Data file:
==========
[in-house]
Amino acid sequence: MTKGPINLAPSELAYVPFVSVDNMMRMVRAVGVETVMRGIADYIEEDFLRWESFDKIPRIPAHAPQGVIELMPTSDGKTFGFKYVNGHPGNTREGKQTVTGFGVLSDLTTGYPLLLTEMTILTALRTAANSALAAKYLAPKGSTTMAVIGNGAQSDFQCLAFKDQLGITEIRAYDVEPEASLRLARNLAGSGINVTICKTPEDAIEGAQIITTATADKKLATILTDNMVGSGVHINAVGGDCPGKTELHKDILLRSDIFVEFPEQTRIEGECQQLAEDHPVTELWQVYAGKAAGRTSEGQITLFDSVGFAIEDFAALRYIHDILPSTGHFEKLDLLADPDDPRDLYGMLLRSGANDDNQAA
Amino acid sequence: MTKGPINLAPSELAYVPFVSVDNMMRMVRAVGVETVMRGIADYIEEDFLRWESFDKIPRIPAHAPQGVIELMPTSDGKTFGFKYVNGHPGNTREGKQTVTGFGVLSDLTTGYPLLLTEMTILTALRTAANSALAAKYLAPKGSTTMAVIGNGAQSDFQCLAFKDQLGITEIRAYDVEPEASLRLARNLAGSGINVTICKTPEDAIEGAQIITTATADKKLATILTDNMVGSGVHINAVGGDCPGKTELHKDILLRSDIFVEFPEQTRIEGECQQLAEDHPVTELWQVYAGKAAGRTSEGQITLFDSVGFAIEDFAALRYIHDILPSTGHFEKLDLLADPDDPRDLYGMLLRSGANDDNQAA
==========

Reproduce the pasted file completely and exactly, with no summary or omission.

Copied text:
[in-house]
Amino acid sequence: MTKGPINLAPSELAYVPFVSVDNMMRMVRAVGVETVMRGIADYIEEDFLRWESFDKIPRIPAHAPQGVIELMPTSDGKTFGFKYVNGHPGNTREGKQTVTGFGVLSDLTTGYPLLLTEMTILTALRTAANSALAAKYLAPKGSTTMAVIGNGAQSDFQCLAFKDQLGITEIRAYDVEPEASLRLARNLAGSGINVTICKTPEDAIEGAQIITTATADKKLATILTDNMVGSGVHINAVGGDCPGKTELHKDILLRSDIFVEFPEQTRIEGECQQLAEDHPVTELWQVYAGKAAGRTSEGQITLFDSVGFAIEDFAALRYIHDILPSTGHFEKLDLLADPDDPRDLYGMLLRSGANDDNQAA
Amino acid sequence: MTKGPINLAPSELAYVPFVSVDNMMRMVRAVGVETVMRGIADYIEEDFLRWESFDKIPRIPAHAPQGVIELMPTSDGKTFGFKYVNGHPGNTREGKQTVTGFGVLSDLTTGYPLLLTEMTILTALRTAANSALAAKYLAPKGSTTMAVIGNGAQSDFQCLAFKDQLGITEIRAYDVEPEASLRLARNLAGSGINVTICKTPEDAIEGAQIITTATADKKLATILTDNMVGSGVHINAVGGDCPGKTELHKDILLRSDIFVEFPEQTRIEGECQQLAEDHPVTELWQVYAGKAAGRTSEGQITLFDSVGFAIEDFAALRYIHDILPSTGHFEKLDLLADPDDPRDLYGMLLRSGANDDNQAA